A Week in Panama

We returned last night from our trip to Panama and it was definitely a wonderful experience. We will be providing specific details about the tours that we took and the sights that we saw. It is an interesting country in many different ways and we look forward to seeing how eco-tourism grows within the country as they receive more attention from the outside world. We had several specific items on our agenda such as visiting the canal and seeing the locks, getting into the rainforest to catch a glimpse of the wildlife, as well as exploring Panama City and the old town area. It was a successful trip on all counts.

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Casco Viejo

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One of the Many Monkeys

We arrived late in the evening, so we were only able to grab a quick bite before heading off to bed to rest for an early start the next day. Knowing that November is still part of the rainy season, we were prepared for whatever the weather sent our way, but the reality was that when it did rain, it only lasted about 15 minutes and then it cleared up again. We spent our first day exploring the old town area, Casco Viejo, and made sure to see all of the important sights while also enjoying a couple of Panamanian restaurants, of which there were many. It was a relaxing day with plenty of heat and humidity as well as an aforementioned cloud burst, which we watched from within a restaurant while enjoying a beer (cerveza).

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Three-Toed Tree Sloth

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Cathedral in Casco Viejo

We got up early the next day for our “ocean to ocean” tour, which included seeing the locks, going to Monkey Island, hiking in a national park, seeing the San Lorenzo Fortress, and getting our fill of wildlife. We saw monkeys, tree sloths, an anteater, and birds galore, including a toucan. To say that this was a long, yet fulfilling day would be an understatement. We travelled by boat, van, and foot as we went from the Pacific Ocean to the Caribbean Sea, and back again.

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Canal Locks

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Panama City from Our Hotel

Panama City is rather unique in that it sits between the ocean and the government protected green zone that lies on either side of the canal, so the city grows up instead of out. What this means is that you are never very far from the rainforest and there is even a rainforest park within the city limits. For our third day in Panama, we decided to hike through the Metropolitan National Park where we encountered more sloths, agoutis (which are like a rabbit and rodent hybrid), and more birds. The true highlight of the park, though, is climbing to the second highest point in the city to see wonderful views of the skyline from above. We ended our day by once again heading into the old town for a well deserved glass of wine and beer before having dinner.

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Panama City from the Metropolitan National Park

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Agouti

As if we hadn’t had our fill of the rainforest, we spent the following day on a tour that took us to an Embera Village, which is an indigenous tribe within one of the national parks. In order to reach the village, we traveled in motorized dugout canoes that had been had carved by the villagers. On our way to the village, we stopped to enjoy a waterfall within the jungle where we could go swimming if we desired. By pure chance, we were the only ones on the tour this day, which was a very happy surprise. Once we arrived at the village, we explored, interacted with the villagers, and ate fresh fish and plantains served in a banana leaf. Afterwards, their was a performance of traditional songs and dances with the opportunity to buy some handmade crafts from the village. Needless to say, we made sure to come home with a couple of unique items that we will treasure.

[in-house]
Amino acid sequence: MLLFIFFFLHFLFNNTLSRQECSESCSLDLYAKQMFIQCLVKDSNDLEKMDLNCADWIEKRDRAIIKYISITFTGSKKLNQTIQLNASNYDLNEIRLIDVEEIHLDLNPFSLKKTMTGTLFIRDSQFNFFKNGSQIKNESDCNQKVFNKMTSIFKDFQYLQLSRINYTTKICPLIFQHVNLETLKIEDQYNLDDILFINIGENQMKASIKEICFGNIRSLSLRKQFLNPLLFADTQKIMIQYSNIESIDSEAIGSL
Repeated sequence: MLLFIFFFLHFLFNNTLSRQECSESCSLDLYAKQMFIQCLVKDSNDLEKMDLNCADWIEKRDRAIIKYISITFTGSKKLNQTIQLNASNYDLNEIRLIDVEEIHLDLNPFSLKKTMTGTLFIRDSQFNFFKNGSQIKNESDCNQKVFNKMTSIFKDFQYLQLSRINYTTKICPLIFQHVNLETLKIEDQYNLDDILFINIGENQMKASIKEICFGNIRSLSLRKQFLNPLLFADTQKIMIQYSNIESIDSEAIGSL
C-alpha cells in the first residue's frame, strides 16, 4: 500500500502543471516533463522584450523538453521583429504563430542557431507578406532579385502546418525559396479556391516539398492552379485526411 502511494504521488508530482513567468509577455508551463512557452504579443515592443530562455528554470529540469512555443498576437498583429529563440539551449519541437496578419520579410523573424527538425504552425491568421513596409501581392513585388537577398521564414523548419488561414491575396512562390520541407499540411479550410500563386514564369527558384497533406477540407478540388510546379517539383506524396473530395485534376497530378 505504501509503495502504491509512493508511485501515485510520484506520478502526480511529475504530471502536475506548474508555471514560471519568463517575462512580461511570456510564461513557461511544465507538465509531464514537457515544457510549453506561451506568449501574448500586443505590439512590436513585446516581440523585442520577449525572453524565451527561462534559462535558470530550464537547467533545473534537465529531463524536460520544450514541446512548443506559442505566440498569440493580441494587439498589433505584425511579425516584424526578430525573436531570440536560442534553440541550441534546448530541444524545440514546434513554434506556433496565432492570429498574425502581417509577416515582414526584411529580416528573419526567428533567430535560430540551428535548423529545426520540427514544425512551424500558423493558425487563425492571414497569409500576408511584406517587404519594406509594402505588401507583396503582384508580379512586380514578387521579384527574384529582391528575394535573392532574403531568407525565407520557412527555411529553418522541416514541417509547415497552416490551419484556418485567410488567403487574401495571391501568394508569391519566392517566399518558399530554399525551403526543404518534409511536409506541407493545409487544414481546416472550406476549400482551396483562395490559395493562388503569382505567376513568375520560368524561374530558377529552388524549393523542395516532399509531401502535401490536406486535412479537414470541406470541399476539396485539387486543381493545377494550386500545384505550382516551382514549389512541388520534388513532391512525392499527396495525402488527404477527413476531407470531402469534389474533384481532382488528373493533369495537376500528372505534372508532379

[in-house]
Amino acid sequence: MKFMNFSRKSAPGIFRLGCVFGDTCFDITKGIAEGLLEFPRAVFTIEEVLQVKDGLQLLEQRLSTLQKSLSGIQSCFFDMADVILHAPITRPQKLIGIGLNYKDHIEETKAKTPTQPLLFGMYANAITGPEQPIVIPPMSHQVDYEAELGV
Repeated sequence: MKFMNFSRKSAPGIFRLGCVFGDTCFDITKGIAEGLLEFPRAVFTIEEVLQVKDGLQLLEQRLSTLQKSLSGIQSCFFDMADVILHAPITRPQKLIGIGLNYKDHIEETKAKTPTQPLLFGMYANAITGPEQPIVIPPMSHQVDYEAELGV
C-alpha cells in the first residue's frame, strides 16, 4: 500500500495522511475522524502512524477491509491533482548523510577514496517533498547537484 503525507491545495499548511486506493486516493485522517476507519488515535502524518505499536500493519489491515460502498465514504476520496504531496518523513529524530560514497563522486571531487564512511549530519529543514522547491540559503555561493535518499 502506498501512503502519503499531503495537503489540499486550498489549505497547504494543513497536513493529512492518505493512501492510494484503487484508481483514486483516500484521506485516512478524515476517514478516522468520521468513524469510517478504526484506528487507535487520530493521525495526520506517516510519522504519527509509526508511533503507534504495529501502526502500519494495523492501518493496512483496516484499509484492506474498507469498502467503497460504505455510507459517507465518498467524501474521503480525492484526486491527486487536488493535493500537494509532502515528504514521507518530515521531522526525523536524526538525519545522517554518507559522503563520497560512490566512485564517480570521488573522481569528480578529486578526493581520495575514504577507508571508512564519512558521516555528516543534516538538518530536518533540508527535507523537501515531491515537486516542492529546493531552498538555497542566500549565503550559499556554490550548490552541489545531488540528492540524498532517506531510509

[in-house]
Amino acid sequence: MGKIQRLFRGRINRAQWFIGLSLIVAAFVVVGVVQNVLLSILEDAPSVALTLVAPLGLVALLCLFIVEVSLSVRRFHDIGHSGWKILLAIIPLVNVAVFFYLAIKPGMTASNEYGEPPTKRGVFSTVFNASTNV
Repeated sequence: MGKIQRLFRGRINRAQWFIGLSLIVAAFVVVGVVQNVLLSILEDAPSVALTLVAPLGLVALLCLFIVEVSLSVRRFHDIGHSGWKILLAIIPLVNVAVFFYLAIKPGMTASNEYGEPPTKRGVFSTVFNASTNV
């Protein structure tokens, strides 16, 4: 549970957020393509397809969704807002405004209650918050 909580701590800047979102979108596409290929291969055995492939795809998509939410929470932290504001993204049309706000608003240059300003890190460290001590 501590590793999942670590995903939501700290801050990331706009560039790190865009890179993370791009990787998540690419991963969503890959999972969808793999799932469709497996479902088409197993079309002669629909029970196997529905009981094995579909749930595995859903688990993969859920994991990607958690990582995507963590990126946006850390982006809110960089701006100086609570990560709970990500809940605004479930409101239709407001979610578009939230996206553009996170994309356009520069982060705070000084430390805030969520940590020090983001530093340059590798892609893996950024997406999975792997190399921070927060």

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Embera Village

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Waterfall

By our last day, we were pretty exhausted, so we went out to the causeway (a bridge that leads to a few small islands in the harbor) in order to have some lunch and see views of the water. We then walked the streets of old town once again before heading into the heart of Panama City for a meal of traditional Panamanian food that is indicative of what the locals eat. After several very busy days, it was nice to enjoy a more relaxing day before heading back to the States.

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Dugout Canoe

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Tarantula Crawling Out of a Tree

There are definitely a lot of places within Panama that we would like to come back to see sometime in the future. We didn’t spend time on any of the beaches, partake in water sports, or visit some of the many islands that are off of the coasts. There is also a dormant volcano and a mountainous region as well. We were absolutely thrilled with our trip and will definitely be an advocate for people finding time to visit this wonderful country.

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5 Responses to A Week in Panama

  1. It sounds like a great trip. I look forward to some of your bird photos. 😊

    Liked by 1 person

  2. I love Panama. Looking forward to seeing more of your photos and reading about your experience.

    Liked by 1 person

  3. thebeerwanderer says:

    Welcome home. Have fun sorting your photos and ideas. See them soon.

    Liked by 1 person

  4. Looking forward to all the details 🙂

    Liked by 1 person

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